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Penn Hillel, the Jewish campus organization, is located in Steinhardt Hall. Credit: Ethan Young

Penn's task force on antisemitism is continuing with its work despite the resignations of former President Liz Magill and Board of Trustees Chair Scott Bok.

The task force — which was formed in November 2023 to provide feedback and policy solutions to combat antisemitism — has been meeting consistently under the leadership of Morton Amsterdam Dean of the School of Dental Medicine Mark Wolff. As the task force takes its work into the spring semester with a new president in office, The Daily Pennsylvanian sat down with Wolff — who acknowledged that the group was working to find consensus despite “massive” differences in opinion. 

Wolff also discussed the group’s meetings so far, shared his thoughts on the changes in University leadership, and provided an inside look at the task force's plans to impact the campus community under the direction of Interim President Larry Jameson.

The leadership transition

Magill launched the task force on Nov. 1 of last year as part of a University-wide action plan to combat antisemitism. The announcement came amid escalating violence between Israel and Hamas, and criticism from donors and alumni over the University administration's response to the Palestine Writes Literature festival. 

The group held its first meeting on Nov. 16, according to Wolff. The next day, Magill publicly named the full membership of the task force, which includes seven faculty representatives, two student representatives, and six staff, alumni, and Trustee representatives. The announcement called the task force the “centerpiece” of the University’s action plan. 

Wolff said that the task force has assembled seven times in person since Nov. 16, with some meetings lasting as long as three hours. In the days surrounding the task force’s inception, he met with Magill “several times” to determine what the group’s objectives would be.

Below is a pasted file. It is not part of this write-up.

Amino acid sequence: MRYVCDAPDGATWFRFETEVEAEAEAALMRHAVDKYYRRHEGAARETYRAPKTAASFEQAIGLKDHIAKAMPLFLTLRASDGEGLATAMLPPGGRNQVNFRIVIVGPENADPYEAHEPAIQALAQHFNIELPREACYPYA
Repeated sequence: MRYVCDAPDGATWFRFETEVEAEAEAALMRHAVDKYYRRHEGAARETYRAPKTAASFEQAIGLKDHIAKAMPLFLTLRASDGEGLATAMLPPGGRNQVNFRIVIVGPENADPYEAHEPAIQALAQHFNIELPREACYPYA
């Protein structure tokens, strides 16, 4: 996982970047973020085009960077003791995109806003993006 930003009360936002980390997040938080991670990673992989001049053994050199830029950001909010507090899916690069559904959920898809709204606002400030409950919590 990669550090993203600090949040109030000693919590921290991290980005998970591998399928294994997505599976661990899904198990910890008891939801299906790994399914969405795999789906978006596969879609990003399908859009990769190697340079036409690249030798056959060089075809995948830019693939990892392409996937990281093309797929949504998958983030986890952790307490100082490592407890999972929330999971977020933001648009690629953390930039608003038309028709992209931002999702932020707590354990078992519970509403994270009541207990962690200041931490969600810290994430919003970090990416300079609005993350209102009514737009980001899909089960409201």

He acknowledged the rapid chain of events involving Magill that followed Thanksgiving break, including the former president’s testimony before Congress about antisemitism on college campuses. Wolff said that he continued communicating regularly with Magill about the task force's status throughout that period.

Jameson was named interim president shortly after Magill resigned on Dec. 9. While Magill’s original announcement charged the group with providing an interim update to the president by Feb. 15, on the day of his appointment, Jameson directed the task force to accelerate its work to a date earlier than previously anticipated, according to Wolff.

“He requested that we provide an interim update to him literally the day he was named as president,” Wolff said. “President Jameson is calling for us to work rapidly and decisively, and publicly talk to our community about what we’re doing and what we can do.”

After the fall semester ended, the task force continued working over winter break and held three meetings before classes started on Jan. 18. Wolff highlighted the sense of “urgency” coming from both Jameson and the Penn community to continue the work of the task force. 

“Our community is hurting,” he said. “For so many individuals, the images we see on TV or that we get over social feeds are so painful. We see political reaction, which is what we like to see in a student body. Part of becoming a citizen is having an opinion.” 

While recognizing the difficulty of the current campus climate, Wolff emphasized the importance of ensuring that community members “understand how to express themselves in a civil fashion.”

The task force’s areas of focus

Though the group broadly seeks to address antisemitism on campus, members are divided into subgroups that have been working independently on topics related to its central goal. 

One area of focus is studying how other U.S. universities are approaching antisemitism on campus. Wolff pointed to resources developed by Stanford University, Dartmouth College, and the University of California, Berkeley, among others, as examples of the types of programs the task force is examining.

The task force has also consulted with individuals outside the University, including the Pennsylvania Governor’s Office, according to Wolff. 

Another working group is focused on the University’s bias reporting system. The current form on Penn’s diversity webpage allows individuals to report incidents such as discrimination, harassment, and property damage caused by some form of bias. The fourteen listed bases of incidents on the form include antisemitism, citizenship status, Islamophobia, religion, and sexual orientation.

Wolff said that part of the task force’s work will be explaining the “restorative and investigative practices” that ensure all community members feel comfortable following an incident of bias.